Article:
Rodrygo talks Kroos, Modric, Ancelotti, Zidane, Champions League final

Rodrygo talks Kroos, Modric, Ancelotti, Zidane, Champions League final
Rodrygo talks Kroos, Modric, Ancelotti, Zidane, Champions League final

Rodrygo Goes has constantly been in the news of late with talks of a transfer away from Real Madrid making the rounds regularly.

After all, many see Kylian Mbappe’s arrival to be the final nail in the coffin for the youngster as he is expected to lose his starting place under the manager.

Despite the noise around his future, however, Rodrygo has remained firm on staying in the Spanish capital and is currently not considering a departure.

Speaking to the media in a recent interview, the Real Madrid phenom opened up on a number of topics including the harmony in the dressing room, his bond with veterans and the upcoming UCL final.

Unsurprisingly, he began his interaction by commenting on the blockbuster fixture against Borussia Dortmund and spoke about his desire to win the title.

“From one to ten, my desire to win this Champions League is a thousand.”

Elaborating on the team’s chances on the night, he said: “It is said that Real Madrid never loses finals, and I hope it will be like that again. I have always seen Madrid win all the finals and I hope it continues like this.”

“I always say a final is 50-50. Of course, because it’s Madrid, they always put us as favourites, but for me, it’s still 50-50,” he added.

The youngster was then quizzed about the veteran players in the dressing room and how they came across to the younger faces.

“The veteran colleagues are crazy. Nacho, Modric, Carvajal, they have been many years and they still want to win like the first day. We feel that they are our replacement,” Rodrygo jovially said.

“Well, we make mistakes and they also tell us. I think they are preparing us, but at the same time, we are already part of that legend too. Real Madrid is a legendary club, with everything it has conquered, and I think it’s time to take centre stage,” he added.

He then gave his two cents on the dressing room atmosphere, especially given the mix of contrasting age groups involved.

“We are all very connected. There is a good mix of experienced and young players. And young people learn a lot from those who have been here for many years and want to continue winning.”

“Since the beginning of the season, it shows that we are a very close team and we fight for the same goal. There are no egos, there is nothing like that,” he confirmed.

Toni Kroos will play his last game for Real Madrid at Wembley, and Rodrygo insisted that he was very hurt by the legend’s decision to call it time.

“We are all very sad in the locker room. Sad because he’s going to leave soccer and we’re not going to see him play anymore. It is sad news, but also joyful, for everything we have enjoyed with him.”

“I even more so, because I have played with him and we have won a Champions League together,” he added.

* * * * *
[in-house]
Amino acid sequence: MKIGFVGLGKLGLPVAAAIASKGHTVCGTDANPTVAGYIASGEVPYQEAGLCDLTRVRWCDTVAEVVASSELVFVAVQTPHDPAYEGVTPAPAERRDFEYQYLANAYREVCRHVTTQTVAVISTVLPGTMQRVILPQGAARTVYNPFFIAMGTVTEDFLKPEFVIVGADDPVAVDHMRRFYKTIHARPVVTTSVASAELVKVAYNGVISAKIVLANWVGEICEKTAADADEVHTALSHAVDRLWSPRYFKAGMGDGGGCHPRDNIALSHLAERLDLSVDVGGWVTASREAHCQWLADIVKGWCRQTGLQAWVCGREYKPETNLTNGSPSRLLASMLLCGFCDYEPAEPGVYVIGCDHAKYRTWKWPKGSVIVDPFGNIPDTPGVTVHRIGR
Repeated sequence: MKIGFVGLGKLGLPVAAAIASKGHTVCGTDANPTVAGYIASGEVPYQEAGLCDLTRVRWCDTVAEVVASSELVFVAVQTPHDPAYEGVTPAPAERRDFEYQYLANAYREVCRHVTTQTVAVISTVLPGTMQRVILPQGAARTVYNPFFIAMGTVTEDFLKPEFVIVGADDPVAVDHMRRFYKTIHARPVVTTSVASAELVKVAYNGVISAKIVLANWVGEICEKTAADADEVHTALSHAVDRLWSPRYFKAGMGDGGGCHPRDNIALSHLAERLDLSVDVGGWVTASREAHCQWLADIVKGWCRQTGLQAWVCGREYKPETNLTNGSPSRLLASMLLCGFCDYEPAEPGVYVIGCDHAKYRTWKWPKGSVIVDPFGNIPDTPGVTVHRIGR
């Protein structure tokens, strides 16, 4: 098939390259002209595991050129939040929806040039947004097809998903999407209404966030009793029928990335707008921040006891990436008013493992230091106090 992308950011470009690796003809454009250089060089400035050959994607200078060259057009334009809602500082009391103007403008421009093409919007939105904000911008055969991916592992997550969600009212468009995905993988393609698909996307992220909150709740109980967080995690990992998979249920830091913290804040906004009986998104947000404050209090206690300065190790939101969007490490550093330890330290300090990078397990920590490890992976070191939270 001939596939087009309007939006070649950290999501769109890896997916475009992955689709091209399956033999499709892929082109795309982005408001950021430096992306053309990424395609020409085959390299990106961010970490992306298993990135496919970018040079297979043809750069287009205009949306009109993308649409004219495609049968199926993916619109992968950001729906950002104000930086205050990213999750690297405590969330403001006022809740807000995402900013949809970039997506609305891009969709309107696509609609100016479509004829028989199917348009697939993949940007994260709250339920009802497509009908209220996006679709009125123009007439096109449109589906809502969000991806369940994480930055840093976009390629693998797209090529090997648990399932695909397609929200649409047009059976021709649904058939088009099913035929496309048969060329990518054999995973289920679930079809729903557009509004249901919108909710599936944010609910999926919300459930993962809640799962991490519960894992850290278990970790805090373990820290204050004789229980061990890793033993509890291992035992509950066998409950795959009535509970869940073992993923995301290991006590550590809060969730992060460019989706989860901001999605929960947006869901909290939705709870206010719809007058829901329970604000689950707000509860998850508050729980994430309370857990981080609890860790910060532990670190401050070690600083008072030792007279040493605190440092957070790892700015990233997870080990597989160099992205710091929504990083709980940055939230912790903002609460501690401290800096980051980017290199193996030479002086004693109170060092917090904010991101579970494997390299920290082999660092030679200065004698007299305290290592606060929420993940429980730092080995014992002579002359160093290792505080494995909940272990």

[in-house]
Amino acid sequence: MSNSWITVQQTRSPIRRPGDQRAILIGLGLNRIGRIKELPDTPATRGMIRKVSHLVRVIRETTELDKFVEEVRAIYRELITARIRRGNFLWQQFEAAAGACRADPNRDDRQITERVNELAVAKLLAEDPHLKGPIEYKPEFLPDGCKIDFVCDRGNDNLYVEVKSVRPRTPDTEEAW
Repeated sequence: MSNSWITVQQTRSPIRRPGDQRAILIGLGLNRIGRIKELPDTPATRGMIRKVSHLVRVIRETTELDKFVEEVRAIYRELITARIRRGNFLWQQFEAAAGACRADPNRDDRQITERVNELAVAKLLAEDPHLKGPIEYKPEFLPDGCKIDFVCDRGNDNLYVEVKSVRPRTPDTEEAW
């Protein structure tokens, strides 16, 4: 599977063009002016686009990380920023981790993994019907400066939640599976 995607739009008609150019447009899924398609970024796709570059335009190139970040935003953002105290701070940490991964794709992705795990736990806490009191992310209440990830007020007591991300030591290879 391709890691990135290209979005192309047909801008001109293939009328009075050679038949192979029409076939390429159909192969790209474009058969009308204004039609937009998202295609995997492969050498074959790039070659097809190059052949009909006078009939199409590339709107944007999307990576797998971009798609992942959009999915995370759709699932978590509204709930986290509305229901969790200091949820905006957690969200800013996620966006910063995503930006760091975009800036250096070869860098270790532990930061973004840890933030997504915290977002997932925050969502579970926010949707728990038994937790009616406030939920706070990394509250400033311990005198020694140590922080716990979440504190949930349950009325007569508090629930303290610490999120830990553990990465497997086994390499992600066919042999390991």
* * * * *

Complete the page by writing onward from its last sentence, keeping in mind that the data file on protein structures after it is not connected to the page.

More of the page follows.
Rodrygo saddened by Kroos’ retirement. (Photo by Angel Martinez/Getty Images)
Rodrygo saddened by Kroos’ retirement. (Photo by Angel Martinez/Getty Images)

Commenting on Carlo Ancelotti and the impact the Italian coach had had on his career, the Brazilian winger said,

“He is the one who manages those things. He is the one who knows how to manage the locker room and manage what happens in the field. He’s number one in that.”

“I think he has brought out the best in me. He always tries to help me, he talks to me, he tells me what I have to improve. And that’s very good for me. Since he arrived, I think I’m another player,” he added.

Rodrygo also spoke about another legendary manager he has worked with in Madrid – Zinedine Zidane – and narrated the story of his first meeting with the legend.

“When I entered the locker room for the first time I thought I would meet the players, but no. The first person I saw was Zidane, and I was scared. I remember shaking a little when I greeted him.”

Finally, the Real Madrid star made a special mention of his father who left everything behind for his son’s dream.

“My father has helped me a lot. Because we know that nowadays you can’t trust many people from outside, and that’s why having my father taking care of my career was the best thing for me.”

“He already did it since I started, but since he also played, he couldn’t always be close to me. When I grew up and started playing seriously, he realized that I had to be closer, that I had to accompany me in everything. And that’s why he stopped playing,” he added.

“The best advice my father has given me is to keep your feet on the ground. And that is very good for me, not only for my career but for my whole life. It doesn’t matter what happens, you always have to be with your feet on the ground,” he concluded, revealing his father’s golden words.

Source: Mundo Deportivo